'Secret' of youthful looks in ginger gene
Scientists say they have made a leap in knowing why some people retain their youthful looks while others age badly.
They found the first part of human DNA - the genetic code - that seems to affect how old people look to others.
The mutations, reported in the journal Current Biology, were in the genetic instructions for protecting the body from UV radiation.
But these can also lead to red hair, and experts caution the findings may be confused by eye, skin or hair colour.
The study into "perceived age" was organised by the Erasmus University Medical Centre in the Netherlands and Unilever.
Dr David Gunn, a senior scientist at the company, said perceived age was a phenomenon everyone was familiar with.
He told the BBC News website: "You meet two people you haven't seen for 10 years, and you happen to notice one doesn't look a day older than you remember and then the other person you think 'Wow what happened to them?'."
Images of the make-up free "naked-face" of 2,693 people were independently assessed to see what age people thought they looked. This was compared with their true age.
The next stage of the research was to scour the 2,693 people's DNA to find any differences or mutations that were more common in those who looked younger than they really were.
All the evidence pointed to the MC1R gene - it is critical for making melanin, which affects skin pigmentation and protects against UV radiation from the Sun.
But the gene comes in many different forms, or variants, many of which cause red hair - hence the nickname "the ginger gene".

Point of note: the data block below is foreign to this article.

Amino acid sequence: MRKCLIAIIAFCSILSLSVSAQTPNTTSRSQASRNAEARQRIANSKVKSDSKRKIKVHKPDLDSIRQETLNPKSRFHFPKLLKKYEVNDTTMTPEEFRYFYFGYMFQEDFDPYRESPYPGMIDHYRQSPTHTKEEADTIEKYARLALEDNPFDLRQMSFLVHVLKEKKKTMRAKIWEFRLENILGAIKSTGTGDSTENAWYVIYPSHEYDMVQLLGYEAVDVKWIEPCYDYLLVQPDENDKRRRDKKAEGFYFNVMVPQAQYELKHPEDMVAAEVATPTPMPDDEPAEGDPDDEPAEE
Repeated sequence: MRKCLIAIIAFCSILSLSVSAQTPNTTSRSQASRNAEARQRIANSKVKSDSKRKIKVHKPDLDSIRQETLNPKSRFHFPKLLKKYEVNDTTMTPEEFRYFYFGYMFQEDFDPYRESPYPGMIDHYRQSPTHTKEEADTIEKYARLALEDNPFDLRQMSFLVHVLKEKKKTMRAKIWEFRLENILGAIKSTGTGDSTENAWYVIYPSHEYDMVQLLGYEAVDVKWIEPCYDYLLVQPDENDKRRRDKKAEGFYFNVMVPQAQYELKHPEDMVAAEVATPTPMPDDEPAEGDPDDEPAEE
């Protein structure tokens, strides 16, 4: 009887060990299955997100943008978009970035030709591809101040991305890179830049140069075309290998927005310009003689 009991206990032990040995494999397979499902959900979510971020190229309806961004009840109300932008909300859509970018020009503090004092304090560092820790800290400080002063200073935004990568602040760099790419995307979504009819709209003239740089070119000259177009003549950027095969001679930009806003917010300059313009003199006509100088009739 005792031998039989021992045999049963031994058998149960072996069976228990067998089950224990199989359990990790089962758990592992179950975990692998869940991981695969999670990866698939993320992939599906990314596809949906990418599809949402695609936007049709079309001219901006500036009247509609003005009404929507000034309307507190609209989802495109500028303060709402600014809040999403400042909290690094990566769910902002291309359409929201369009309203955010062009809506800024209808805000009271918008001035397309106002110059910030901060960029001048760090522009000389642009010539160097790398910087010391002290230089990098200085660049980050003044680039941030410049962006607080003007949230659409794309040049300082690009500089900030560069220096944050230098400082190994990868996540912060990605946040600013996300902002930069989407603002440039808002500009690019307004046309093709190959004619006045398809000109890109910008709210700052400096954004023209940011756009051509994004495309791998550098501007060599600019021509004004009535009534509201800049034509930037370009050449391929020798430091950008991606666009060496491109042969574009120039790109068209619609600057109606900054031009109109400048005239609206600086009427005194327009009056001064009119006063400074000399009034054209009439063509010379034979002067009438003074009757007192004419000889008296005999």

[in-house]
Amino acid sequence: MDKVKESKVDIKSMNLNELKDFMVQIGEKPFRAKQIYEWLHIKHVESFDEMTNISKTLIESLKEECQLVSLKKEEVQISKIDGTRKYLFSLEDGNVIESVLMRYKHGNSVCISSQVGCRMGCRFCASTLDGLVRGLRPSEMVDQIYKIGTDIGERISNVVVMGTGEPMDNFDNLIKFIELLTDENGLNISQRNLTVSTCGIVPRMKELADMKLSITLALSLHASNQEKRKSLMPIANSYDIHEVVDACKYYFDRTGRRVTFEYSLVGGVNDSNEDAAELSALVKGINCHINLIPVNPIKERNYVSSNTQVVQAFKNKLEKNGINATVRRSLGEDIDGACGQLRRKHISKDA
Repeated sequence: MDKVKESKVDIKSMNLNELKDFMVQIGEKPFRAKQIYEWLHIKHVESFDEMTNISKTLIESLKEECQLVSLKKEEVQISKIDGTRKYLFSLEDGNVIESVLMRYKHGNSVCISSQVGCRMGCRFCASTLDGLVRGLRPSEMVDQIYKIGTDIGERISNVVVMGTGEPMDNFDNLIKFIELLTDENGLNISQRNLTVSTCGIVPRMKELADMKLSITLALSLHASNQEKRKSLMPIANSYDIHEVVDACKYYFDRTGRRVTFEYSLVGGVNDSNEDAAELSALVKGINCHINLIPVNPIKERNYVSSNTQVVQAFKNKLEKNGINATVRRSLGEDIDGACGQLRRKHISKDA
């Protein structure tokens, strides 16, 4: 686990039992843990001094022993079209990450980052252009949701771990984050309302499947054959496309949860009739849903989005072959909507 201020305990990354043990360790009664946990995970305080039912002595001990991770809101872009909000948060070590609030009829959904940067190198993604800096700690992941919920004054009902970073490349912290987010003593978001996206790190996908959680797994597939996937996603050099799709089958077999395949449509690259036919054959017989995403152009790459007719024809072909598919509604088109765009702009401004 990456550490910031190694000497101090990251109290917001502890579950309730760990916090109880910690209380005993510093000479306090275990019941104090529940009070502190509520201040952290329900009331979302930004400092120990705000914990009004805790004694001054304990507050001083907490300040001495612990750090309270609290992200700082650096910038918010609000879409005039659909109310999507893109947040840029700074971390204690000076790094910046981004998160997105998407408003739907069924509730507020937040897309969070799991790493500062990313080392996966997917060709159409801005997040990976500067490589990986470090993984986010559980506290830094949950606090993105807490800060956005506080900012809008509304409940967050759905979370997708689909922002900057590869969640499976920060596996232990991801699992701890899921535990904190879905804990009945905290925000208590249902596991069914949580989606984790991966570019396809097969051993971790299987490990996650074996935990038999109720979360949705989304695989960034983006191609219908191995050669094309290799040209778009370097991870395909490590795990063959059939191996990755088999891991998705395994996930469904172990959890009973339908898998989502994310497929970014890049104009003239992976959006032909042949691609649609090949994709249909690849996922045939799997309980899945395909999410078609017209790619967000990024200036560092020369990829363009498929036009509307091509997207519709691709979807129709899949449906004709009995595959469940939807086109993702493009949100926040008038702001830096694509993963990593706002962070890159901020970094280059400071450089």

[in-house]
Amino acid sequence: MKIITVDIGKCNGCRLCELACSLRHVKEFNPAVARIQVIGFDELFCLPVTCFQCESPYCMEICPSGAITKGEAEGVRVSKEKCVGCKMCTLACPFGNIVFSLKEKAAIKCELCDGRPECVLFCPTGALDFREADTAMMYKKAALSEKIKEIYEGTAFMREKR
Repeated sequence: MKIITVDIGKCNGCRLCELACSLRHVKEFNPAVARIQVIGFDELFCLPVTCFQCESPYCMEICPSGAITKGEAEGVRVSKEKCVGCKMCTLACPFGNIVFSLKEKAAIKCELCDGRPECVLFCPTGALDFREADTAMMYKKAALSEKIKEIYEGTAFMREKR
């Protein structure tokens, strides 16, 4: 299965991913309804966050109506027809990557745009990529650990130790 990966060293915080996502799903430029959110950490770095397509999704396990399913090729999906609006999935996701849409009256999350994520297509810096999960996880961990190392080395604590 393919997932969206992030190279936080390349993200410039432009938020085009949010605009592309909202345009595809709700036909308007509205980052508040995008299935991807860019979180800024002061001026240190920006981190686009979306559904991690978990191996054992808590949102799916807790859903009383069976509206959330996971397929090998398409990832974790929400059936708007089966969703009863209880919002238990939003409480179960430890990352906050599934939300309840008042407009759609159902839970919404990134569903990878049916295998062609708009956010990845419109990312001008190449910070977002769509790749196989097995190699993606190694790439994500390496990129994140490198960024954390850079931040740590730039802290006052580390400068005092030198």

The study suggested some variants of the gene led to people looking, on average, two years younger than those with other forms of MC1R.
Prof Manfred Kayser, from Erasmus, told the BBC News website: "The exciting part is we actually found the gene, and that we did find the first means we will be able to find more.
"It is exciting because this is a well known phenomenon that so far cannot be explained - why do some people look so much younger?"
However, the researchers cannot explain why MC1R has such an effect - they tested ideas that the different variants might alter skin damage from the sun, but this did not appear to be the case.
Prof Ian Jackson, from the UK Medical Research Council's Human Genetics Unit, said the study was interesting, but had not found the fountain of youth.
He said: "MC1R is the major gene involved in red hair and pale skin, and what they're trying to say is it's got an impact on making you look slightly younger that isn't to do with paler skin, but I'm not so sure."
The researchers say they adjusted their data to account for different skin tones.
But Prof Jackson said: "The question is how well are they adjusting for that - what about hair colour and eye colour - my gut reaction is what they're looking at is an aspect of pigmentation.
"I would suspect people who have paler pigmentation would look younger and that might be paler skin or bluer eyes or blonde or red hair."
More research is planned, but Dr Gunn hopes the findings will eventually lead to a product to make people look younger.
"This is the first genetic study ever of perceived age, ideally we'd want something to boost this gene for everybody," he said.
However, it is far from clear whether it will be possible to lower someone's "perceived age".
Also commenting on the study, Prof Tim Frayling, from the University of Exeter, said: "This is an interesting finding that shows how genetics can influence the ageing process independently of developing disease.
"However, whilst interesting, the authors admit that they need to find more genetic variation to have any chance of predicting someone's appearance from DNA alone."
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